Whitney Wolfe has gotten a lot done since graduating from college.
The 26-year-old founder and CEO of Bumble, a popular dating app, started her first business when she was just 19. Sales of her bamboo tote bags benefited those affected by the Deepwater Horizon oil spill in 2010.
Wolfe launched Bumble in March 2014 after leaving Tinder, another dating app that she cofounded. Five million conversations were initiated in Bumble’s first eight months of operation. The app is headquartered in Austin, Texas, and it employs 35 people worldwide.
Three years after the launch date, according to The New York Times, the app was registering 10 billion swipes and 800 million matches every month. Women account for more than half of its users. On average, users spend about an hour a day viewing profiles or sending messages on Bumble.
Wolfe’s latest effort, Bumble BFF, is a subsection of the original app. It’s designed to help women connect with one another and form friendships. Bumble has around 12.5 million users, and many are exploring the new friendship feature. BFF got more than 1 million swipes in its first week.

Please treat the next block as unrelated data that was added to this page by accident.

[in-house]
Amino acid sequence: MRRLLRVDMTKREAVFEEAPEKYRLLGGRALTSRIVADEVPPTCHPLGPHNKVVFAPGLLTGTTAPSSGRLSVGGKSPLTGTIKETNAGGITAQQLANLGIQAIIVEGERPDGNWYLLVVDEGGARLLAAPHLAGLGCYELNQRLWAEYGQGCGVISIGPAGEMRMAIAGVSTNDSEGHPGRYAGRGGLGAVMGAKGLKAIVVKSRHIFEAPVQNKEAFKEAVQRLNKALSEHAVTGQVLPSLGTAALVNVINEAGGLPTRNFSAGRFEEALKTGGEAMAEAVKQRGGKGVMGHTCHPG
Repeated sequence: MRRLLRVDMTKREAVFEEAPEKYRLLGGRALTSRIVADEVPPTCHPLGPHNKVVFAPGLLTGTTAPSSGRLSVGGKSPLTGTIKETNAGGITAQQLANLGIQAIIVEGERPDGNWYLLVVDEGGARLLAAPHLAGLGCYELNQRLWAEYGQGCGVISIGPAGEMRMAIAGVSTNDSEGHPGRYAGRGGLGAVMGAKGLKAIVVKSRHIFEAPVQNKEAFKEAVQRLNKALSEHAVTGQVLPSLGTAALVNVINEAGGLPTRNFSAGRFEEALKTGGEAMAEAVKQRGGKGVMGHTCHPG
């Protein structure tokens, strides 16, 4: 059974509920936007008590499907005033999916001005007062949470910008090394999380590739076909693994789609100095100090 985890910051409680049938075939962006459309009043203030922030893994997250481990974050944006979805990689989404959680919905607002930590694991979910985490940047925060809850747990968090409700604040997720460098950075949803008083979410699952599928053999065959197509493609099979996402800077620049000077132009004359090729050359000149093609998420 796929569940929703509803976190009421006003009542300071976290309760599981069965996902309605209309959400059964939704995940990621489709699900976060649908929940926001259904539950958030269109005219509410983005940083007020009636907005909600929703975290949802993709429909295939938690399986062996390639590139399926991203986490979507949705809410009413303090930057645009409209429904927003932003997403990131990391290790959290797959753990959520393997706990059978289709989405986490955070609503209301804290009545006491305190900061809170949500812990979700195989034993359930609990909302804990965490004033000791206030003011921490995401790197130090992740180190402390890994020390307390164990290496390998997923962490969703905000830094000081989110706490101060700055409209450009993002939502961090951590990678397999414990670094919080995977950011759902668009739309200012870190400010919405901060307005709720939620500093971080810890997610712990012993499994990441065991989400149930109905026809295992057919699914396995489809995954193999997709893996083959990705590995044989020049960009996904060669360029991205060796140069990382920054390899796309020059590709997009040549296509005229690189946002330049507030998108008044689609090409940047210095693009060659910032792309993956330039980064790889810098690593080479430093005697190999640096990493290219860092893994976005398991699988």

Dating by Phone
Dating was forever changed when people took to the internet to find romance. More and more, singles connect and interact with others via their cellphones. The use of dating apps has skyrocketed over the last several years.
To eliminate stress and ensure safety, singles anonymously explore potential partners before meeting them in person. Participants in new relationships go at their own pace as they find out more about each other. Anyone can back out at any time. No one suffers two agonizing hours in a restaurant with someone who was deemed unsuitable within the first 30 seconds of the date.
Bumble was the first dating app to give women the upper hand. When a man indicates interest, he has to wait for the woman to respond. She has 24 hours to reel in the fish or toss it back into the sea.
Why Bumble BFF Was Created
Since American women are waiting longer to marry, best-friends-forever come in handy for companionship, support, safety and help with difficult jobs like moving. The average age of U.S. women marrying for the first time is 27. That’s a long time to stay single and watch Netflix all by yourself.
Wolfe hopes that the new app will be especially useful to women who relocate and have trouble meeting friends. She has lived in six different cities since graduating college, so she knows how lonely and disorienting a new place can feel.
Using Bumble BFF
It works almost like the original, but either interested party can reach out within 24 hours.
To use Bumble BFF, download the Bumble app. It will link to your Facebook account. Algorithms will select good matches according to your information on Facebook, and you’ll be shown only those profiles. It will never be posted on Facebook that you’ve signed up with a dating app.
Enter personal information for your bio such as your age, the college you attend or your occupation. Select the settings option to choose the age range that you’re interested in and how far you’re willing to travel to meet up with new friends.